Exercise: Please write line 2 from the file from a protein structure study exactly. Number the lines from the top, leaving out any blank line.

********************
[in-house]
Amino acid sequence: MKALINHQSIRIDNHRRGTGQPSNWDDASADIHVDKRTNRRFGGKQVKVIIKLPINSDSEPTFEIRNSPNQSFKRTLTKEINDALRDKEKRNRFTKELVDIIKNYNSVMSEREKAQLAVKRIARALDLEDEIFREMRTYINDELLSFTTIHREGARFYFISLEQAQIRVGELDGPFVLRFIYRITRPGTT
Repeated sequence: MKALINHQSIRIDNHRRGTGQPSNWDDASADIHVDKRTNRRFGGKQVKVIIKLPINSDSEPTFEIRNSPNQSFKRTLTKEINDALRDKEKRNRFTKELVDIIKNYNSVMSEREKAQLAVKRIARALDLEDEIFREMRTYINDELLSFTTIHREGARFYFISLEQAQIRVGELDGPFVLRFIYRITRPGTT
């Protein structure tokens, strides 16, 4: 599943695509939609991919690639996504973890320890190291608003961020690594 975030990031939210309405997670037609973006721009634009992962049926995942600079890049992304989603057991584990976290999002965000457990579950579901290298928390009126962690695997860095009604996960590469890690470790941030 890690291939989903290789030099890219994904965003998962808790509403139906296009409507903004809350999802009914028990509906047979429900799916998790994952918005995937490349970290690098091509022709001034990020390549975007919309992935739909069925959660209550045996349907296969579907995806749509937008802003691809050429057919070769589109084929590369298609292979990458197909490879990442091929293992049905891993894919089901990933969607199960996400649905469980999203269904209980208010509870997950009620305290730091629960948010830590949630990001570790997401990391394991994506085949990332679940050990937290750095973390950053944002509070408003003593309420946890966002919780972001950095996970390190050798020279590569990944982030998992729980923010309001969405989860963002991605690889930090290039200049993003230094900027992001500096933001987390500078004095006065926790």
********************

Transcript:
Amino acid sequence: MKALINHQSIRIDNHRRGTGQPSNWDDASADIHVDKRTNRRFGGKQVKVIIKLPINSDSEPTFEIRNSPNQSFKRTLTKEINDALRDKEKRNRFTKELVDIIKNYNSVMSEREKAQLAVKRIARALDLEDEIFREMRTYINDELLSFTTIHREGARFYFISLEQAQIRVGELDGPFVLRFIYRITRPGTT